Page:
Challenged to improve, Houston’s Mac Long seized the opportunity

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The message may have been harsh, but it was honest and clear. Frankly, it may have saved Mac Long’s collegiate career.

Last summer during one of Houston’s team brunches Long approached offensive line coach Derek Warehime and inquired as to where he stood going into what would be his redshirt junior season.

“He said, ‘To be honest I don’t know if you will play another snap of a D-1 football,’” Long recalled following Sunday’s practice. “I kind of took that personally. From that point on in the weight room, nutrition wise and on the scout team I wanted to get better every day. I wanted to prove somebody wrong.”

Long, now a fifth-year senior, had taken snaps with the Cougars. But they were mostly of the mop-up variety. He appeared in only 14 games during his first three seasons as an active player.

A year ago, when the team was on its way to winning the American Athletic Conference, defeating Florida State in the Peach Bowl and being ranked No. 8 in the country, Long spent most of his time with the scout team. That’s the last place a player at that stage of his career wants to be.

Fast-forward to last Saturday at NRG Stadium in Houston where a packed house of 71,016 witnessed the Cougars knock off No. 3 Oklahoma, 33-23. Who was the right guard making the first start of his career? Yep. Long.

“I was real anxious and a little nervous going into it,” said Long, whose sixth-ranked Cougars appear on ASN Saturday at noon ET against Southland Conference opponent Lamar (0-1).

“Right before the ball snapped it got kind of got emotional for me. All the stuff I had been through kind of, I guess, started flashing before me. It was an awesome experience and the atmosphere was unbelievable.”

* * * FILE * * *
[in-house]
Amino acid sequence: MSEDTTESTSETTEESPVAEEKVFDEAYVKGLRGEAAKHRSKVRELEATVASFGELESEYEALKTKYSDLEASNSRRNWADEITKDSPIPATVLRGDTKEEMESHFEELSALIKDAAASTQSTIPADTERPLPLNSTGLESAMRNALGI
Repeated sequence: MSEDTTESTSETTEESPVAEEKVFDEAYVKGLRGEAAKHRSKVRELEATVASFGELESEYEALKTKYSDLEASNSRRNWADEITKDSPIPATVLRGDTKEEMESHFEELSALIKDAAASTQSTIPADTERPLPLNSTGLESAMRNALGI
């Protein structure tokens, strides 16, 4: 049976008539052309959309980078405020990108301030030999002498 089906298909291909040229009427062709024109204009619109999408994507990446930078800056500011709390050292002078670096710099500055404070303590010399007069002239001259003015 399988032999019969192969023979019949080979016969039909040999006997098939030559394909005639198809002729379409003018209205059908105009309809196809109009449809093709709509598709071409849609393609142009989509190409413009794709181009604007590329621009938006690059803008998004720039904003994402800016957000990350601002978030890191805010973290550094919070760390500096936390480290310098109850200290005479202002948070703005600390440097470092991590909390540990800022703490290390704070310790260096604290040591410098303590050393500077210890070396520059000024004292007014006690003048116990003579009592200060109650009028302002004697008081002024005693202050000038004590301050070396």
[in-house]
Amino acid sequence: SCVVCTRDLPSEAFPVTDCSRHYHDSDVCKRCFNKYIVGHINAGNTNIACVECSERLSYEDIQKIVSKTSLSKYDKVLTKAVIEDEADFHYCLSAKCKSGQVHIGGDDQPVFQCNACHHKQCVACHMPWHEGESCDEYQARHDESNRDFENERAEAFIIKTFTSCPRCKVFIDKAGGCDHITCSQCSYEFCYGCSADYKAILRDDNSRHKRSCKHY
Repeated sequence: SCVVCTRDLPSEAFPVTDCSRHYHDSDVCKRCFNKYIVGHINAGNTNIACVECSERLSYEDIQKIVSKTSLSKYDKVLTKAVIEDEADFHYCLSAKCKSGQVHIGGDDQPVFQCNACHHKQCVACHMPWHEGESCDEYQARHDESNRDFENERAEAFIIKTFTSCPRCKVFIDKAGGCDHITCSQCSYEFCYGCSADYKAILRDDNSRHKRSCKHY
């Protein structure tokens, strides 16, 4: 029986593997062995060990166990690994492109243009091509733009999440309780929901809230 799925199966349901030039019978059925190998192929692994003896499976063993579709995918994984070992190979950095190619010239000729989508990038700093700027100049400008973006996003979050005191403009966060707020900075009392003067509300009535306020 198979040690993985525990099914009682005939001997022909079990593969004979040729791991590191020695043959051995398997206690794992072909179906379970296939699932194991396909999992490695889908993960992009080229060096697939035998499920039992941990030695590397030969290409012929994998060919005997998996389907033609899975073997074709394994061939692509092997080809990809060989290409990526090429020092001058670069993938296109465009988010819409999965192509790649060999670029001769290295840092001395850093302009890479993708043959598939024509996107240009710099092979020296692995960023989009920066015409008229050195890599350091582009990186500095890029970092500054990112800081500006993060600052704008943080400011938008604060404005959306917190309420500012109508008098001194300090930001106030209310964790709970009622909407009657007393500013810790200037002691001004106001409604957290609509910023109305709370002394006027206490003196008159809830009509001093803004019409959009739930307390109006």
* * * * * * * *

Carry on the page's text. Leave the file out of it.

While he was ecstatic for the experience, do not expect Long to hang his hat on that one game.

“I am happy, but I am not satisfied,” said the 6-foot-4, 300-pound native of Edna, Texas, a town of 5,700 that is 100 miles southwest of Houston. “The first game of the season was a taste and I cannot get enough.”

What a difference a year makes. In the immediate aftermath of his talk with Warehime, Long was understandably downcast. He spoke with his father, Donnie, about finding a new address with which to continue his collegiate career. Or maybe putting football in his past.

“My dad and I had multiple conversations about that,” he said. “Last year after (speaking with Warehime) I was down and I thought about transferring to a smaller school, and maybe hanging it up completely. I am so glad I did not do that. Here at Houston we have a brotherhood that is not like anything else I have ever been a part of. That is part of the reason I stuck around. I love all these dudes that I play ball with.”

Plenty of people in the community are likely glad he stuck it out. Long, a retail consumer science major who might steer himself toward coaching at some point, has been giving of his time to youths through non-profits and elementary schools throughout Houston.

Among the organizations he has helped with are Feed the Children and Be A Champion. The latter supports underprivileged youths and was founded by former Cougars offensive linemen Jaron Barganier and James Hong.

“My dad always told me that if you can be an influence, then make sure it is in a positive way,” he said. “I feel like if that’s how everybody else could be, then the world would be a better place. I was blessed with a good family and we’re good financially, but not everybody has those blessings. I feel like if you can go out and make any positive impact on these kids’ lives, you never know, you might change them forever.”

Long is also doing his part in the classroom. He followed up a high school career in which he was a National Honor Society member by being a two-time conference all-academic member at Houston.

“My mom and dad told me that if you are going to do something you might as well do it right or not do it at all,” said Long, who enjoys fishing for gar in the bayous near campus and hunting white tail deer with his grandfather in Edna. “I also like learning different things. Knowledge is power, you know?”

Given what Long has been through he can deliver a pretty powerful message to anybody that might be in similar situation. Instead of giving in and giving up, plow through and the light at the end of the tunnel might be pretty bright.

“You can do anything once you put your mind to it,” he said. “I think sometimes as human beings we fool ourselves. We tell ourselves that we are doing everything we need to do and we’re asking, ‘Why, why, why?’

Take a step back and look at yourself and do something extra. It is not just in sports, either. It’s also in life.”

Above: Mac Long, second from left, raised his game after being told he might never play another down of Division I football. (Courtesy @UHCougarFB)



Tom Layberger

Tom Layberger

Tom Layberger is a freelance writer based in Glen Mills, Pa.